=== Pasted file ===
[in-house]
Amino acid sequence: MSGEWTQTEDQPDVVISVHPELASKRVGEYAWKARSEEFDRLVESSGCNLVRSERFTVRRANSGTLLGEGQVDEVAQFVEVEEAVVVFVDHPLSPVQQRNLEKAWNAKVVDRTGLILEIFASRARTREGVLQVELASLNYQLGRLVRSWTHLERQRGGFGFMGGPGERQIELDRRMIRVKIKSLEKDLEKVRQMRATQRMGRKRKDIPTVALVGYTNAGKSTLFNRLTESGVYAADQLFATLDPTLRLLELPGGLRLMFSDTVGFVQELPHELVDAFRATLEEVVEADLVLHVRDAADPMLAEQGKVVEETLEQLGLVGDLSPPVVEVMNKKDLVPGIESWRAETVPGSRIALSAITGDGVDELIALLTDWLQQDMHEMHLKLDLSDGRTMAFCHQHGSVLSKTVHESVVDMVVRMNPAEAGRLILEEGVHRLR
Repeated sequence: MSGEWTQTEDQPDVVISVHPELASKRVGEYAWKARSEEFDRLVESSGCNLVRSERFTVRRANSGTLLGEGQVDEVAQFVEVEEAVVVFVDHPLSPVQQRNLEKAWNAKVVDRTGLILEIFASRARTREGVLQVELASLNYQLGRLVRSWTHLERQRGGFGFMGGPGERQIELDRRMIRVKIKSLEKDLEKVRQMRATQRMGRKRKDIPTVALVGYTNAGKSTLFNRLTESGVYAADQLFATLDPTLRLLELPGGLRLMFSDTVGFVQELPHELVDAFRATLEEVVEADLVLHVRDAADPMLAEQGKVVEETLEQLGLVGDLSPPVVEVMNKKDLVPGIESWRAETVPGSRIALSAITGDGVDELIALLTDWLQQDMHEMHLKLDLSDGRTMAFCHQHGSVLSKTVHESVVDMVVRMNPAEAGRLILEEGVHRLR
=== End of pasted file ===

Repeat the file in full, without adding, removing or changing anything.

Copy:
[in-house]
Amino acid sequence: MSGEWTQTEDQPDVVISVHPELASKRVGEYAWKARSEEFDRLVESSGCNLVRSERFTVRRANSGTLLGEGQVDEVAQFVEVEEAVVVFVDHPLSPVQQRNLEKAWNAKVVDRTGLILEIFASRARTREGVLQVELASLNYQLGRLVRSWTHLERQRGGFGFMGGPGERQIELDRRMIRVKIKSLEKDLEKVRQMRATQRMGRKRKDIPTVALVGYTNAGKSTLFNRLTESGVYAADQLFATLDPTLRLLELPGGLRLMFSDTVGFVQELPHELVDAFRATLEEVVEADLVLHVRDAADPMLAEQGKVVEETLEQLGLVGDLSPPVVEVMNKKDLVPGIESWRAETVPGSRIALSAITGDGVDELIALLTDWLQQDMHEMHLKLDLSDGRTMAFCHQHGSVLSKTVHESVVDMVVRMNPAEAGRLILEEGVHRLR
Repeated sequence: MSGEWTQTEDQPDVVISVHPELASKRVGEYAWKARSEEFDRLVESSGCNLVRSERFTVRRANSGTLLGEGQVDEVAQFVEVEEAVVVFVDHPLSPVQQRNLEKAWNAKVVDRTGLILEIFASRARTREGVLQVELASLNYQLGRLVRSWTHLERQRGGFGFMGGPGERQIELDRRMIRVKIKSLEKDLEKVRQMRATQRMGRKRKDIPTVALVGYTNAGKSTLFNRLTESGVYAADQLFATLDPTLRLLELPGGLRLMFSDTVGFVQELPHELVDAFRATLEEVVEADLVLHVRDAADPMLAEQGKVVEETLEQLGLVGDLSPPVVEVMNKKDLVPGIESWRAETVPGSRIALSAITGDGVDELIALLTDWLQQDMHEMHLKLDLSDGRTMAFCHQHGSVLSKTVHESVVDMVVRMNPAEAGRLILEEGVHRLR